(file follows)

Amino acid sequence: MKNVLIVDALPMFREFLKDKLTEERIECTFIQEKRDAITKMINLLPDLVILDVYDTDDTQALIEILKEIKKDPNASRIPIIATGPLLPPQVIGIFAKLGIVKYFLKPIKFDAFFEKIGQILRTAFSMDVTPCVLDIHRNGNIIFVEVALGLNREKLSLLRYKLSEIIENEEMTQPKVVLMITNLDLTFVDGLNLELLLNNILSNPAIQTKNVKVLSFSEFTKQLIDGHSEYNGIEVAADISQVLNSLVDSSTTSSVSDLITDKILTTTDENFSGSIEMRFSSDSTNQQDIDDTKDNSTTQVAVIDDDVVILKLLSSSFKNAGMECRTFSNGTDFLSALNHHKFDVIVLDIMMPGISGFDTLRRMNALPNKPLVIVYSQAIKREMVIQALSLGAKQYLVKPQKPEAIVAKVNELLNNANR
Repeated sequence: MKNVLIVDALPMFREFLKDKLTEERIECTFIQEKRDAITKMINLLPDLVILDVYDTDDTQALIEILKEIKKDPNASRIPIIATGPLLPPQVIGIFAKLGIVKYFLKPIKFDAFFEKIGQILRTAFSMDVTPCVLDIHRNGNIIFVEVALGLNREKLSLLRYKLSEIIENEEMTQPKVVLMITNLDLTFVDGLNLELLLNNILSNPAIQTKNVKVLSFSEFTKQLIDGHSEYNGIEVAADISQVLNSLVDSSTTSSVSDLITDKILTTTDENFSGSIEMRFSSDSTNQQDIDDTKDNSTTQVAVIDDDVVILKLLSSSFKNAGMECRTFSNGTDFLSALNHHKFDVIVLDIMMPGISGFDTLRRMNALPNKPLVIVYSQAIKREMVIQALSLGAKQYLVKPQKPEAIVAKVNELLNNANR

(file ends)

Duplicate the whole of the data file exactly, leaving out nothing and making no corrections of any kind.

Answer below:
Amino acid sequence: MKNVLIVDALPMFREFLKDKLTEERIECTFIQEKRDAITKMINLLPDLVILDVYDTDDTQALIEILKEIKKDPNASRIPIIATGPLLPPQVIGIFAKLGIVKYFLKPIKFDAFFEKIGQILRTAFSMDVTPCVLDIHRNGNIIFVEVALGLNREKLSLLRYKLSEIIENEEMTQPKVVLMITNLDLTFVDGLNLELLLNNILSNPAIQTKNVKVLSFSEFTKQLIDGHSEYNGIEVAADISQVLNSLVDSSTTSSVSDLITDKILTTTDENFSGSIEMRFSSDSTNQQDIDDTKDNSTTQVAVIDDDVVILKLLSSSFKNAGMECRTFSNGTDFLSALNHHKFDVIVLDIMMPGISGFDTLRRMNALPNKPLVIVYSQAIKREMVIQALSLGAKQYLVKPQKPEAIVAKVNELLNNANR
Repeated sequence: MKNVLIVDALPMFREFLKDKLTEERIECTFIQEKRDAITKMINLLPDLVILDVYDTDDTQALIEILKEIKKDPNASRIPIIATGPLLPPQVIGIFAKLGIVKYFLKPIKFDAFFEKIGQILRTAFSMDVTPCVLDIHRNGNIIFVEVALGLNREKLSLLRYKLSEIIENEEMTQPKVVLMITNLDLTFVDGLNLELLLNNILSNPAIQTKNVKVLSFSEFTKQLIDGHSEYNGIEVAADISQVLNSLVDSSTTSSVSDLITDKILTTTDENFSGSIEMRFSSDSTNQQDIDDTKDNSTTQVAVIDDDVVILKLLSSSFKNAGMECRTFSNGTDFLSALNHHKFDVIVLDIMMPGISGFDTLRRMNALPNKPLVIVYSQAIKREMVIQALSLGAKQYLVKPQKPEAIVAKVNELLNNANR